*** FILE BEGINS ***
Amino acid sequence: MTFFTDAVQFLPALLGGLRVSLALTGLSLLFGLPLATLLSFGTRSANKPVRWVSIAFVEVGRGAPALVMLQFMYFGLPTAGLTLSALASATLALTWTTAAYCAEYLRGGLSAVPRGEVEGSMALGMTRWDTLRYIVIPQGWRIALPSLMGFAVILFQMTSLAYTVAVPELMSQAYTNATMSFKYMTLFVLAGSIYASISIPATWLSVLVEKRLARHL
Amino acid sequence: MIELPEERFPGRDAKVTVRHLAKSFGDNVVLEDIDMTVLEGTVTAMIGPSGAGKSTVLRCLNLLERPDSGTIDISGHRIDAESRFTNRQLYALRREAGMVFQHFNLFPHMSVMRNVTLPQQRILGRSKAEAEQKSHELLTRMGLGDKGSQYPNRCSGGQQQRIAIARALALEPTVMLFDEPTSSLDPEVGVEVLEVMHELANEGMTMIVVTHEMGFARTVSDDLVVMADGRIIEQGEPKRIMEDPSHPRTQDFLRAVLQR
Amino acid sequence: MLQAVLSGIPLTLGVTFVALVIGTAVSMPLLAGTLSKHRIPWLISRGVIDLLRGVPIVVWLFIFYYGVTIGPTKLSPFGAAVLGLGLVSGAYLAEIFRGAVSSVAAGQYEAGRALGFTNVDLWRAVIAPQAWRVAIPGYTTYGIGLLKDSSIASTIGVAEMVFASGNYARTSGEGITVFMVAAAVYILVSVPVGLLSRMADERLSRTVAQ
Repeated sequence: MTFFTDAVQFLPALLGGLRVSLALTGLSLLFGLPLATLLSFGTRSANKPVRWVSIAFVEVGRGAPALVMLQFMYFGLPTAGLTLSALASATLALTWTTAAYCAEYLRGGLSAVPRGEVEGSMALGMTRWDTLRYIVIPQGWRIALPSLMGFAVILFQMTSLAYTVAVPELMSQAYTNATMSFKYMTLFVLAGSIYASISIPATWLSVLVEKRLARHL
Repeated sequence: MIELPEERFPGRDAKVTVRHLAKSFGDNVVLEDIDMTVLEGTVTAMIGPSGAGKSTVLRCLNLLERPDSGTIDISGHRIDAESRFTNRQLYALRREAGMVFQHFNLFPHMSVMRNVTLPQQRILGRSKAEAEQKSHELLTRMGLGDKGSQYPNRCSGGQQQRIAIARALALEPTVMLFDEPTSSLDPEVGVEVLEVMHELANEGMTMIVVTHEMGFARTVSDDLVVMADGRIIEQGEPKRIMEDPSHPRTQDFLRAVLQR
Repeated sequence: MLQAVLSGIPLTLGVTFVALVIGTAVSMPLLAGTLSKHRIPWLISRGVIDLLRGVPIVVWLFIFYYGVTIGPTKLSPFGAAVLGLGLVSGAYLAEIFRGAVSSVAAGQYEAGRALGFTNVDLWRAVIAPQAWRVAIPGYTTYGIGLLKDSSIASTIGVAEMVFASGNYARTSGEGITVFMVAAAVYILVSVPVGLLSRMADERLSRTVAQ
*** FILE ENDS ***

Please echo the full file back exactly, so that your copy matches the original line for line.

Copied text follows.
Amino acid sequence: MTFFTDAVQFLPALLGGLRVSLALTGLSLLFGLPLATLLSFGTRSANKPVRWVSIAFVEVGRGAPALVMLQFMYFGLPTAGLTLSALASATLALTWTTAAYCAEYLRGGLSAVPRGEVEGSMALGMTRWDTLRYIVIPQGWRIALPSLMGFAVILFQMTSLAYTVAVPELMSQAYTNATMSFKYMTLFVLAGSIYASISIPATWLSVLVEKRLARHL
Amino acid sequence: MIELPEERFPGRDAKVTVRHLAKSFGDNVVLEDIDMTVLEGTVTAMIGPSGAGKSTVLRCLNLLERPDSGTIDISGHRIDAESRFTNRQLYALRREAGMVFQHFNLFPHMSVMRNVTLPQQRILGRSKAEAEQKSHELLTRMGLGDKGSQYPNRCSGGQQQRIAIARALALEPTVMLFDEPTSSLDPEVGVEVLEVMHELANEGMTMIVVTHEMGFARTVSDDLVVMADGRIIEQGEPKRIMEDPSHPRTQDFLRAVLQR
Amino acid sequence: MLQAVLSGIPLTLGVTFVALVIGTAVSMPLLAGTLSKHRIPWLISRGVIDLLRGVPIVVWLFIFYYGVTIGPTKLSPFGAAVLGLGLVSGAYLAEIFRGAVSSVAAGQYEAGRALGFTNVDLWRAVIAPQAWRVAIPGYTTYGIGLLKDSSIASTIGVAEMVFASGNYARTSGEGITVFMVAAAVYILVSVPVGLLSRMADERLSRTVAQ
Repeated sequence: MTFFTDAVQFLPALLGGLRVSLALTGLSLLFGLPLATLLSFGTRSANKPVRWVSIAFVEVGRGAPALVMLQFMYFGLPTAGLTLSALASATLALTWTTAAYCAEYLRGGLSAVPRGEVEGSMALGMTRWDTLRYIVIPQGWRIALPSLMGFAVILFQMTSLAYTVAVPELMSQAYTNATMSFKYMTLFVLAGSIYASISIPATWLSVLVEKRLARHL
Repeated sequence: MIELPEERFPGRDAKVTVRHLAKSFGDNVVLEDIDMTVLEGTVTAMIGPSGAGKSTVLRCLNLLERPDSGTIDISGHRIDAESRFTNRQLYALRREAGMVFQHFNLFPHMSVMRNVTLPQQRILGRSKAEAEQKSHELLTRMGLGDKGSQYPNRCSGGQQQRIAIARALALEPTVMLFDEPTSSLDPEVGVEVLEVMHELANEGMTMIVVTHEMGFARTVSDDLVVMADGRIIEQGEPKRIMEDPSHPRTQDFLRAVLQR
Repeated sequence: MLQAVLSGIPLTLGVTFVALVIGTAVSMPLLAGTLSKHRIPWLISRGVIDLLRGVPIVVWLFIFYYGVTIGPTKLSPFGAAVLGLGLVSGAYLAEIFRGAVSSVAAGQYEAGRALGFTNVDLWRAVIAPQAWRVAIPGYTTYGIGLLKDSSIASTIGVAEMVFASGNYARTSGEGITVFMVAAAVYILVSVPVGLLSRMADERLSRTVAQ